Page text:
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Archangel Hardcover – January 16, 1996
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From Library Journal
Watkins, a gifted young novelist who stands head and shoulders above his more popular but less capable peers (e.g., Jay McInerney, Tama Janowitz, Douglas Coupland), most recently raised readers' eyebrows with his fascinating memoir, Stand Before Your God (LJ 11/15/93). In this return to fiction, the thinly veiled title character, Adam Gabriel, returns to his hometown in Maine to battle Jonah Mackenzie, a ruthless logging baron who is destroying the wilderness. Gabriel proves as single-minded as Mackenzie, however, and engages in dangerous "tree-spiking" (i.e., driving long nails into trees in order to discourage chainsaw-bearing loggers). When the dust clears, four men are dead. Unfortunately, the devices that worked so well in Watkins's other novels?idealistic, romantic characters; exotic settings; tight, affecting prose?fall flat here. Female characters in particular, most notably an unstable local woman known as "Mary the Clock," are poorly sketched. Archangel is not up to the author's usual standards, and unless Watkins has a following at your library you can pass on this one.?Mark Annichiarico, "Library Journal"
Copyright 1995 Reed Business Information, Inc.
Watkins chooses demanding themes, such as the portrayal of an SS trooper or, as in his last novel The Promise of Light (1992), the struggle for Irish independence. Here, in this riveting and shatteringly lyrical tale, he enters the realm of environmental issues. Jonah Mackenzie, the mill owner in a tiny logging town in northern Maine, is a ruthless man hell-bent on carrying out a vendetta against the forest that claimed one of his legs. He has purchased logging rights to a designated wilderness area and is determined to cut down as many old-growth trees as possible in the little time allotted. He drives his crews to the breaking point, even after a man dies. Mackenzie effects a cover-up, but forces conspire against him. There's courageous Madeline and her pro-environmental newspaper, the Forest Sentinel; an eco-warrior named Gabriel who is busy sabotaging logging operations; Mackenzie's increasingly guilt-ridden foreman; and even his wife. Watkins adeptly orchestrates a thoroughly believable escalation of tension, madness, and violence, all conveyed with bone-chilling accuracy. As taut and expressive as a violin string, this is an outstandingly intelligent and significant novel. Donna Seaman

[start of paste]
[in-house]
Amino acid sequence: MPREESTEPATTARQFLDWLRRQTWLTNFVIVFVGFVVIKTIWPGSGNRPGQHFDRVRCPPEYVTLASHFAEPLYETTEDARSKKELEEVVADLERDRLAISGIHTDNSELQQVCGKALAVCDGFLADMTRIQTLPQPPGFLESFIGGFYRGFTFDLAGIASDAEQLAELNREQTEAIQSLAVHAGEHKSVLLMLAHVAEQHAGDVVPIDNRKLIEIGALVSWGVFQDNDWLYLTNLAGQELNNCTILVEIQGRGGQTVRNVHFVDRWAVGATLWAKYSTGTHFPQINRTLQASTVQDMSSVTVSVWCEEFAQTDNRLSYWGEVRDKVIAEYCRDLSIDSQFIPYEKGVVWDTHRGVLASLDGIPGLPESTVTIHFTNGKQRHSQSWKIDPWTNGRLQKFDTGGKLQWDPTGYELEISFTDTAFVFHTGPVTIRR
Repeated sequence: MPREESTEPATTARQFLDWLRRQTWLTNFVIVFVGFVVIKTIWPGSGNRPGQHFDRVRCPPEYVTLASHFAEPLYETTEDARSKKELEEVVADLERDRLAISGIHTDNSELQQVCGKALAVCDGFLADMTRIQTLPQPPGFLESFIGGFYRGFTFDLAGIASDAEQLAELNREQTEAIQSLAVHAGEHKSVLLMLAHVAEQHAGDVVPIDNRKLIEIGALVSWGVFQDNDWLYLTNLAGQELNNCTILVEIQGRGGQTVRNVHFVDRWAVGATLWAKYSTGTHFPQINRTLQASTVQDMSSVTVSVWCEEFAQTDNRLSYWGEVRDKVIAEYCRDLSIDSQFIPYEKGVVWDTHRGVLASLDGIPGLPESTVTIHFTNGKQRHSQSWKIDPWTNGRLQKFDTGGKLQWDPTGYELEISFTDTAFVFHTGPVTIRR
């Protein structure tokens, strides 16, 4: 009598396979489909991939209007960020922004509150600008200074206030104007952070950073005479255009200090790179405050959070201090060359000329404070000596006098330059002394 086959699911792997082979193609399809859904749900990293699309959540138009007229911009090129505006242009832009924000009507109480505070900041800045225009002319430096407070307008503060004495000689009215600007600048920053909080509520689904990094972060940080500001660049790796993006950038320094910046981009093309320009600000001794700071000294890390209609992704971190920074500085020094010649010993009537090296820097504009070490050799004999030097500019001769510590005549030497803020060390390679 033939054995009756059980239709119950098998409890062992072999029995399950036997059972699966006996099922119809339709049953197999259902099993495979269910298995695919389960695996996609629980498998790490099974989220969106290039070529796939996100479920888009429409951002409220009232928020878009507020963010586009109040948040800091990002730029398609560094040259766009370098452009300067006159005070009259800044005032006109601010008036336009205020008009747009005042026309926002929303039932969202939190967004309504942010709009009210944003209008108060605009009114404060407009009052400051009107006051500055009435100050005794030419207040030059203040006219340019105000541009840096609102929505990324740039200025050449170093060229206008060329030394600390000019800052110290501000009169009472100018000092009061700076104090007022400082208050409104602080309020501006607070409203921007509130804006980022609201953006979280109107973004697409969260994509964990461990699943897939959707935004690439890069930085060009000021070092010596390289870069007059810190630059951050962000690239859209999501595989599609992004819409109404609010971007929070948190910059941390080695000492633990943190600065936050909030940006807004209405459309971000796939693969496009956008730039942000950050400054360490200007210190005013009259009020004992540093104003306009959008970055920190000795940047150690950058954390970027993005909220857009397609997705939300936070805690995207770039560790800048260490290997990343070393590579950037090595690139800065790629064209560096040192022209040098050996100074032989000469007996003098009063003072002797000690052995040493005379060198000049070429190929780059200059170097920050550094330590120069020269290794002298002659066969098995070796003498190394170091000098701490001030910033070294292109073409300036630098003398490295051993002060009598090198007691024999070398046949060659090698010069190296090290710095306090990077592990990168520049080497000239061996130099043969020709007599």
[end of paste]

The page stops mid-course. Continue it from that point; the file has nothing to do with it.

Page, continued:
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Archangel is the story of a man who resists oppression by refusing to satisfy his oppressors. More than that, it is the story of a man who inspires others, who teaches them that dignity and self-respect are more important than security and comfort.
Michael Holly is a Russian-born British citizen who is recruited by the British government to deliver a message to one of their spies while Holly is on a business trip to Russia. Holly is captured and imprisoned. The British make a deal to trade Holly for a Russian spy they are holding in custody, but the deal goes sour when the Russian has a fatal heart attack. Thus begins Holly’s ordeal in a Russian prison camp that is populated by criminals and dissidents and stoolies.
Holly is a classic example of the reluctant hero. He doesn’t give much thought to helping the British. He isn’t particularly motivated by patriotism. When he is imprisoned his initial motivation is to preserve his sense of self-worth and to regain his freedom. He doesn’t care about his fellow prisoners until circumstances force him to acknowledge their value.
Holly has no desire to be a leader, but leadership is thrust upon him. He has no desire to be inspirational, but he is inspired by other prisoners and cannot turn his back on their example. He is constantly torn between his sense that fighting unwinnable battles is foolish and his growing insight that small victories are both possible and worthwhile. Resistance is not futile if those who resist are remembered, if oppressors are made to feel that they have not won anything at all by stamping out the oppressed.
Archangel tells a fast-moving story. The plot features a reasonable amount of action, particularly in the second half. But Archangel is primarily a psychological thriller, a book that forces the reader to ask whether he or she would emulate Michael Holly’s courage and integrity in the face of overwhelming adversity. All of the characters, from the prisoners to the beleaguered camp commander to the KGB agent who wants Holly to confess that he is a spy, are vividly drawn, but Michael Holly is one of Gerald Seymour’s most complex and memorable creations.
Watkins' books always have a moral core, and that is particularly true of this book. This work is a morality play, with multiple comments and themes on environmental issues, the effects of war, and basic good and evil. I cannot recommend this book enough-for the life of me, I cannot fathom a recommendation of less than 5 stars.
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The book has been detailed by other reviewers so I won't bore you with another plot review,...Read more